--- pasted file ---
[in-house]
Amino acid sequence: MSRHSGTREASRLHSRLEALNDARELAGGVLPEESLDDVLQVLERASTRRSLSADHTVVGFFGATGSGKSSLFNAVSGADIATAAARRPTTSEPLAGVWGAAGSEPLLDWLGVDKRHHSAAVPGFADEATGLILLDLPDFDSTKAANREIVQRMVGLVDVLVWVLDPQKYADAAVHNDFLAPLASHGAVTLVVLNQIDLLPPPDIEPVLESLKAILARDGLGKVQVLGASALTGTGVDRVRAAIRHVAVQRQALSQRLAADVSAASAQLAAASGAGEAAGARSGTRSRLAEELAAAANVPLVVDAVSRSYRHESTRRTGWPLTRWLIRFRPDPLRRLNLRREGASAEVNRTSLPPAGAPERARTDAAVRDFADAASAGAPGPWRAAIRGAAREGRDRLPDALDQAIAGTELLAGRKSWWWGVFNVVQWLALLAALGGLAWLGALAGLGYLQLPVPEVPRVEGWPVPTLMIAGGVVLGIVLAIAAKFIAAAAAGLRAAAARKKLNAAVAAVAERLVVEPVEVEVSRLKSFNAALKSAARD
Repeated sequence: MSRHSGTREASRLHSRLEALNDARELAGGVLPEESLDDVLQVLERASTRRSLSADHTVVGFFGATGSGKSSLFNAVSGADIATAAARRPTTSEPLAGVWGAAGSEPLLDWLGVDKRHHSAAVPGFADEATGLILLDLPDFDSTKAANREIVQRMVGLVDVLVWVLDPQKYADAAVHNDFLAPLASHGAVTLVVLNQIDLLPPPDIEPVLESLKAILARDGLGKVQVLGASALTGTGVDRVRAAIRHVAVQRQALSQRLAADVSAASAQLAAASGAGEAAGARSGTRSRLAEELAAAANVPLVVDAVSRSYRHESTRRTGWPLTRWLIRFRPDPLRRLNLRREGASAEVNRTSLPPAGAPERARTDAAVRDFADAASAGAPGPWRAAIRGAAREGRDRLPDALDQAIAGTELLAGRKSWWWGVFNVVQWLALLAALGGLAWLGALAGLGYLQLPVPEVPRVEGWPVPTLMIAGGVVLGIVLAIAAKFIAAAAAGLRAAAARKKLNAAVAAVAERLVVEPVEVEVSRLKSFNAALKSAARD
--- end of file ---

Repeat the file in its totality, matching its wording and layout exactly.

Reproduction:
[in-house]
Amino acid sequence: MSRHSGTREASRLHSRLEALNDARELAGGVLPEESLDDVLQVLERASTRRSLSADHTVVGFFGATGSGKSSLFNAVSGADIATAAARRPTTSEPLAGVWGAAGSEPLLDWLGVDKRHHSAAVPGFADEATGLILLDLPDFDSTKAANREIVQRMVGLVDVLVWVLDPQKYADAAVHNDFLAPLASHGAVTLVVLNQIDLLPPPDIEPVLESLKAILARDGLGKVQVLGASALTGTGVDRVRAAIRHVAVQRQALSQRLAADVSAASAQLAAASGAGEAAGARSGTRSRLAEELAAAANVPLVVDAVSRSYRHESTRRTGWPLTRWLIRFRPDPLRRLNLRREGASAEVNRTSLPPAGAPERARTDAAVRDFADAASAGAPGPWRAAIRGAAREGRDRLPDALDQAIAGTELLAGRKSWWWGVFNVVQWLALLAALGGLAWLGALAGLGYLQLPVPEVPRVEGWPVPTLMIAGGVVLGIVLAIAAKFIAAAAAGLRAAAARKKLNAAVAAVAERLVVEPVEVEVSRLKSFNAALKSAARD
Repeated sequence: MSRHSGTREASRLHSRLEALNDARELAGGVLPEESLDDVLQVLERASTRRSLSADHTVVGFFGATGSGKSSLFNAVSGADIATAAARRPTTSEPLAGVWGAAGSEPLLDWLGVDKRHHSAAVPGFADEATGLILLDLPDFDSTKAANREIVQRMVGLVDVLVWVLDPQKYADAAVHNDFLAPLASHGAVTLVVLNQIDLLPPPDIEPVLESLKAILARDGLGKVQVLGASALTGTGVDRVRAAIRHVAVQRQALSQRLAADVSAASAQLAAASGAGEAAGARSGTRSRLAEELAAAANVPLVVDAVSRSYRHESTRRTGWPLTRWLIRFRPDPLRRLNLRREGASAEVNRTSLPPAGAPERARTDAAVRDFADAASAGAPGPWRAAIRGAAREGRDRLPDALDQAIAGTELLAGRKSWWWGVFNVVQWLALLAALGGLAWLGALAGLGYLQLPVPEVPRVEGWPVPTLMIAGGVVLGIVLAIAAKFIAAAAAGLRAAAARKKLNAAVAAVAERLVVEPVEVEVSRLKSFNAALKSAARD